APRA reminded lenders that accounting standard AASB 9 – which relates to the accounting of financial instruments – continues to apply, and banks should re-rate and grade borrowers.
Morgan Stanley says this means investors should be looking for more information during the reporting season on the migration from stage one to stage two under AASB9, changes in probability of default, and potential increases in regulatory expected loss.
It’s little wonder the prospect of Australia’s second most economically important state taking another hit, thereby impairing the national economic recovery, steered bank stocks lower over the course of the week.
With Melbourne in lockdown and many businesses having to shut or re-embrace past virus practices – such as takeaway for cafes and restaurants – epidemiology threatens to trump the economy again.
With two weeks to go until the start of the earnings season, fund managers and analysts had assumed the worst of the virus crisis had passed for corporate Australia.
Full year 2020 financial year results, especially in the second half, are going to be a shocker thanks to the fallout from COVID-19 on revenues and the bottom line.
Chief executives will use the virus crisis as an opportunistically timed excuse to “kitchen sink” all their accounting nasties.
The memes of coffee mugs emblazoned with EBITDAC – earnings before interest, tax, depreciation, amortisation and COVID-19 – offer a comedic take on what will be a red ink stained reporting season.
But investors have been looking forward. The sharemarket rally has been driven by hopes 2021 financial year earnings will rebound, thanks to the tailwinds from monetary and policy stimulus.
That’s driven the market’s prospective price-to-earnings multiple to around 20 times, a ritzy valuation where hopes for an economic and earnings recovery are yet to be translated into reality or confirmed by management outlook statements.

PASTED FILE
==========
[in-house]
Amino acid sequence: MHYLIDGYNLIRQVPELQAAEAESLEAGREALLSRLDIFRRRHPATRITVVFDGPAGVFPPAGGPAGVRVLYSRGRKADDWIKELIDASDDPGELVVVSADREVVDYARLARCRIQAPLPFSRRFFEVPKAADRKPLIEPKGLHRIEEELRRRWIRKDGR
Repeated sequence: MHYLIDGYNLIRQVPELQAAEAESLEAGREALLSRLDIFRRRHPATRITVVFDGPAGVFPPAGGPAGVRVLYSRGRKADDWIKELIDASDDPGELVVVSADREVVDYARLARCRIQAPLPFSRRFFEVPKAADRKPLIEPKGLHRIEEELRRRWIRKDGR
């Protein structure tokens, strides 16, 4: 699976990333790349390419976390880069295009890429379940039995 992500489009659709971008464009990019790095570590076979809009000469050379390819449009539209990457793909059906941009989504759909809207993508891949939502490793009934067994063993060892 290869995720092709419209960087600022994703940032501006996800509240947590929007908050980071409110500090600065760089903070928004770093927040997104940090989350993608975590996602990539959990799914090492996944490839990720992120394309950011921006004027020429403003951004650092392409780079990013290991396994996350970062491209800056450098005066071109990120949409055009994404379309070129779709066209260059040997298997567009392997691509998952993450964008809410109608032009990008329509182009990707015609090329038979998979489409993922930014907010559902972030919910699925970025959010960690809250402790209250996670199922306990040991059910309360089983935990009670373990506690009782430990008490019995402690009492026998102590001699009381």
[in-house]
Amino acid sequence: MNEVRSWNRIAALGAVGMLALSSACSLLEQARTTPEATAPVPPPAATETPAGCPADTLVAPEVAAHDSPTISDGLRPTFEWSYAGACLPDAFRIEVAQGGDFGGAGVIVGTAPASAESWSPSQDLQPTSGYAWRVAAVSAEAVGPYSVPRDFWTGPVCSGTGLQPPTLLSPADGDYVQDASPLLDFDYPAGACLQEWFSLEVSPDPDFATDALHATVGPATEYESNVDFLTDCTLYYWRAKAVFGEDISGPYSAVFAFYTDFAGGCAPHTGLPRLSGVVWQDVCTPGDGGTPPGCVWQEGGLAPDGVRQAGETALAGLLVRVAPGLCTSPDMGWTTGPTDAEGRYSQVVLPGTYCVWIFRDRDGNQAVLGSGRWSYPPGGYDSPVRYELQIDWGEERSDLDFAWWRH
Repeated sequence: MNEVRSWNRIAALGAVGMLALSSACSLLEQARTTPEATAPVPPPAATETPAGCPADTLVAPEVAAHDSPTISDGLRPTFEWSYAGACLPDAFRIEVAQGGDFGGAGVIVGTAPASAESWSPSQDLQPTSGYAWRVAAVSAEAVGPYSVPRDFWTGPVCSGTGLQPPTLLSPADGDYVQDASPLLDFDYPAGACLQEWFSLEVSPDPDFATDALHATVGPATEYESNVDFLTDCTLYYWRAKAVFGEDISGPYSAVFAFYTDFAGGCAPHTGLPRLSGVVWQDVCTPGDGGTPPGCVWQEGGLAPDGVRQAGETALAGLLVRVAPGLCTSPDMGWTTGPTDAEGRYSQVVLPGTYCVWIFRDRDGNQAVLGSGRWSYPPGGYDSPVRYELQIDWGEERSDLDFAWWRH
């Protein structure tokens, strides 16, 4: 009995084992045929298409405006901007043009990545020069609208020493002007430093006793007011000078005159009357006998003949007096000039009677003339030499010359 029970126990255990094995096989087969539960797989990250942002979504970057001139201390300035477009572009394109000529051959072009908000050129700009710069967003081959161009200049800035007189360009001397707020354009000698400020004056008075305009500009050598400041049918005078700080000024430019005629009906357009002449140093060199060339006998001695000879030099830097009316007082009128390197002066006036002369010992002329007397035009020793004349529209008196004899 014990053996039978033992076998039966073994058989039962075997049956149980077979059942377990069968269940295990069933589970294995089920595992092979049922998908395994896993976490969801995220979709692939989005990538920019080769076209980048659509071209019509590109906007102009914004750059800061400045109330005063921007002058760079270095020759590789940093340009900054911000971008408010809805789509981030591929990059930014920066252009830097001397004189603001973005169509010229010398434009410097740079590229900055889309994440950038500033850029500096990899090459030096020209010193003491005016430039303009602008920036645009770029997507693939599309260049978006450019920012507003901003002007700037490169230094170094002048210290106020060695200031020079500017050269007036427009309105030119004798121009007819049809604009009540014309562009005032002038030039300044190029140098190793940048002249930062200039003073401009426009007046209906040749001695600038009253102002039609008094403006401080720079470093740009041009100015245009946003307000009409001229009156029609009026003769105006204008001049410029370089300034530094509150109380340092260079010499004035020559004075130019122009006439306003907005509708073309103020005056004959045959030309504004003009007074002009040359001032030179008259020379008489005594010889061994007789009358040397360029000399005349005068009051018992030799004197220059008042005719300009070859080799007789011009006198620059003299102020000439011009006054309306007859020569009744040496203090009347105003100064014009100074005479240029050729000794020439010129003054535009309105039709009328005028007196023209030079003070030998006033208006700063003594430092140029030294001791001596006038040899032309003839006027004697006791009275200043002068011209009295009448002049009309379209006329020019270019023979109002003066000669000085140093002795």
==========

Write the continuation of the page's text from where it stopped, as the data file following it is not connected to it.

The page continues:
While there has been a healthy debate about whether the trajectory of economic recovery will be V, U, or W-shaped, the projected rebound in earnings have been V-shaped.
Macquarie notes that four-week rolling net earnings revisions are positive after two years.
The positive net revisions have been boosted positive revisions for companies like retailers JB Hi-Fi, Wesfarmers and Harvey Norman, as well as ventilator manufacturer Fisher & Paykel Healthcare and building materials supplier James Hardie Industries.
While the one-two hit of fiscal and monetary stimulus has bolstered markets, there has been a growing wariness about the looming fiscal cliff as given the impending legislative expiry of key support programs.
The crisis in Victoria will only exacerbate those anxieties and has sharpened focus on the government’s July 23 economic update.
UBS says that while GDP forecasts are in an upgrade cycle and earnings per share forecasts could be lifted for the top 100 stocks, it is concerned government plans for tax cuts and other support may be “insufficient” to stop a fiscal cliff in the fourth quarter. It estimates the fiscal cliff at around $100 billion.
The broker argues that low interest rates are supporting equities, but it’s concerned that if consumers save more in the fourth quarter and further stimulus does not meet market expectations, equities may fall.
It says sectors potentially affected by the fiscal cliff account for about half the market’s market cap.
UBS says without ongoing stimulus measures earnings per share growth in the 2021 financial year could be negative compared to consensus expectations for around 8 per cent growth.
Sustaining a rally will be difficult if 2021 earnings expectations start to deflate.
The pressure is on Daniel Andrews to get the virus under control so Victoria can assist in the collective push to restart growth rather than hinder it.